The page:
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Shelf Life: 33 Book Recommendations From Architects & Designers

01:00 - 4 August, 2014
Shelf Life: 33 Book Recommendations From Architects & Designers, Three Love Problems from George Eliot's Middlemarch, by Stephen Doyle. ​Photo: Stephen Doyle
Three Love Problems from George Eliot's Middlemarch, by Stephen Doyle. ​Photo: Stephen Doyle

Architects often don’t make time to read. Students and professionals alike will admit that the unread books on their shelves outnumber the ones they've read - which is unfortunate because literary contributions to the field of architecture, from Vitruvius to Le Corbusier, have shaped the way we build and use buildings for centuries. With this in mind, ArchitectureBoston polled their readers, asking them to share their favorite architecture and design titles, to compile a list of important architecture books you should set aside some time for. The list covers a wide range of subjects, from historical theory to the practicalities of starting a firm. See all thirty-three titles, after the break.

Case Studies in Coastal Vulnerability: Boston, Seoul, Hamburg, Bangladesh & New York

01:00 - 4 February, 2014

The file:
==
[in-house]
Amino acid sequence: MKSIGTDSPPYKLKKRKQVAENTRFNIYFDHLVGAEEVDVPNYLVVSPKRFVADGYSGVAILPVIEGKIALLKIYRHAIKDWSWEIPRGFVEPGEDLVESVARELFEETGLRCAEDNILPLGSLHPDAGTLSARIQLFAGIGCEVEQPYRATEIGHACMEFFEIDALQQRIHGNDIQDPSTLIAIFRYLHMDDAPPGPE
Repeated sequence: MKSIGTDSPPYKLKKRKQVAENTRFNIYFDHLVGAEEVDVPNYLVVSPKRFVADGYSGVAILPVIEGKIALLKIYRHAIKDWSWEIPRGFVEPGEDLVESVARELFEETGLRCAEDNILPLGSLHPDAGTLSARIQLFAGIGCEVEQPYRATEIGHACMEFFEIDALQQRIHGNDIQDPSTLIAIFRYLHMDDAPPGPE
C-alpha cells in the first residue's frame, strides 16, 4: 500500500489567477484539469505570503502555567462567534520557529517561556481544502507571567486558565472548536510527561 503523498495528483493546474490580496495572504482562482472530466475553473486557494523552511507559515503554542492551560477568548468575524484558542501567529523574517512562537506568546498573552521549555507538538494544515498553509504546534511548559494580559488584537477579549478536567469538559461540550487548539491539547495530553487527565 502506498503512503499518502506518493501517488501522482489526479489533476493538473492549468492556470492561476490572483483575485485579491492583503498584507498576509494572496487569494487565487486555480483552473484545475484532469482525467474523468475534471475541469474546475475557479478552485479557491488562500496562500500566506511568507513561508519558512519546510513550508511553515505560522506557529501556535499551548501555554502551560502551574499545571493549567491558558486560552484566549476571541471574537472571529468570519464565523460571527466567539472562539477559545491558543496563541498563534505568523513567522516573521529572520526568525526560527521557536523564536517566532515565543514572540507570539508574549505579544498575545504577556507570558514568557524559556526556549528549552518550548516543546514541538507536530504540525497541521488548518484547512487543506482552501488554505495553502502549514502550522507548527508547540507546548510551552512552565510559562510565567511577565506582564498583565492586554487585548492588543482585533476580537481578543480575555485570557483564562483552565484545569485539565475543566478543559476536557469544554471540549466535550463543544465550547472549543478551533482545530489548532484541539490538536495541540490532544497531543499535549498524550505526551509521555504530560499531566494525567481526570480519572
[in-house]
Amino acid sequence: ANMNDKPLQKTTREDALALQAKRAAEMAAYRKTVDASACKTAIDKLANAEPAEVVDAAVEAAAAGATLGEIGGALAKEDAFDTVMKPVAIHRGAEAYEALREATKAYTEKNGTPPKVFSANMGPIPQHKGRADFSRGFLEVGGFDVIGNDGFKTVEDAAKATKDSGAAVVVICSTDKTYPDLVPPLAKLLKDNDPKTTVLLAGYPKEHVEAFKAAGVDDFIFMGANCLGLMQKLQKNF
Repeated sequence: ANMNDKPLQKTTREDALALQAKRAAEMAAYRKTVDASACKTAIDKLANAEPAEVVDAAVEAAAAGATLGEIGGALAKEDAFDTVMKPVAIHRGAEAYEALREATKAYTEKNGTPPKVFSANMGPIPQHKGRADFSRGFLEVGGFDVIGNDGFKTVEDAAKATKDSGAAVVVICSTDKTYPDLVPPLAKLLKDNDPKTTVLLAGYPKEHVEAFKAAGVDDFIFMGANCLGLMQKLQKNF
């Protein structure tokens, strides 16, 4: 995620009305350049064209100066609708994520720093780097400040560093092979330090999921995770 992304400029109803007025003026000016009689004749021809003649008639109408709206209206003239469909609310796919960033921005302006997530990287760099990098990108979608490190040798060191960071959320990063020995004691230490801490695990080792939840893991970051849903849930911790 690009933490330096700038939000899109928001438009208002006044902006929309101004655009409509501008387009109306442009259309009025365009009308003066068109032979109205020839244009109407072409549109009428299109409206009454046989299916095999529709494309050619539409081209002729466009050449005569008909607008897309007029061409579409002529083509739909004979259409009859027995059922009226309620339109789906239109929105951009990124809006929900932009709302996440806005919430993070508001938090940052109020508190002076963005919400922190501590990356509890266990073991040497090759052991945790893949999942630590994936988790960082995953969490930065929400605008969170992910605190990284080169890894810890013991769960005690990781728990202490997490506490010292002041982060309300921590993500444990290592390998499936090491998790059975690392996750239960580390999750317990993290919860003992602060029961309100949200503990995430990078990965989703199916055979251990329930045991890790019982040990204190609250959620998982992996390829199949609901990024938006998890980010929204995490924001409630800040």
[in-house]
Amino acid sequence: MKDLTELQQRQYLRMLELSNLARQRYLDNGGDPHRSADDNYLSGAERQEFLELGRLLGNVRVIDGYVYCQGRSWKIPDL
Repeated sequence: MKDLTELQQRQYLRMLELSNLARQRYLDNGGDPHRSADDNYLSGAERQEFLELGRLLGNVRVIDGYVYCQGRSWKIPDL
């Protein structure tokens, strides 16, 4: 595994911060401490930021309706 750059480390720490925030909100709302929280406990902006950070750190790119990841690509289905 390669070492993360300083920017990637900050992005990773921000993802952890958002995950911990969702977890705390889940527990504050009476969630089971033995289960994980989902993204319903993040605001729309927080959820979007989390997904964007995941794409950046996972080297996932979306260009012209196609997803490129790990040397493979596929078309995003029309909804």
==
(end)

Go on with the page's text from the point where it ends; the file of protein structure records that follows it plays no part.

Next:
Case Studies in Coastal Vulnerability: Boston, Seoul, Hamburg, Bangladesh & New York, Water floods the Plaza Shops in Manhattan after Superstorm Sandy, 2012. Photo: Allison Joyce/Getty Images.
Water floods the Plaza Shops in Manhattan after Superstorm Sandy, 2012. Photo: Allison Joyce/Getty Images.

This article originally appeared in the latest issue of ArchitectureBoston as “Troubled Waters."

The challenges of sea-level rise cross boundaries of all sorts: geographic, political, social, economic. Proposed mitigation strategies will also necessarily shift and overlap. Here, we present five case studies from across the globe that offer intriguing ways—some operational, some philosophical—to address the threats associated with climate change. Drawing on a research initiative focused on vulnerabilities in Boston, a team at Sasaki Associates developed these additional design-strategy icons to illustrate the layered approaches. They are adaptable, the better to meet the unique demands of each coastal community.

Hamburg. Photo by Fotofrizz – http://www.fotofrizz.de Seoul River. Photo by – http://www.flickr.com/photos/benjamin73fr/. Used under <a href='https://creativecommons.org/licenses/by-sa/2.0/'>Creative Commons</a> Boston Harbor. Photo by http://www.flickr.com/photos/rodzvilla/. Used under <a href='https://creativecommons.org/licenses/by-sa/2.0/'>Creative Commons</a> New York after Hurricane Sandy. Photo by André-Pierre du Plessis – http://www.flickr.com/photos/andrepierre/. Used under <a href='https://creativecommons.org/licenses/by-sa/2.0/'>Creative Commons</a> + 11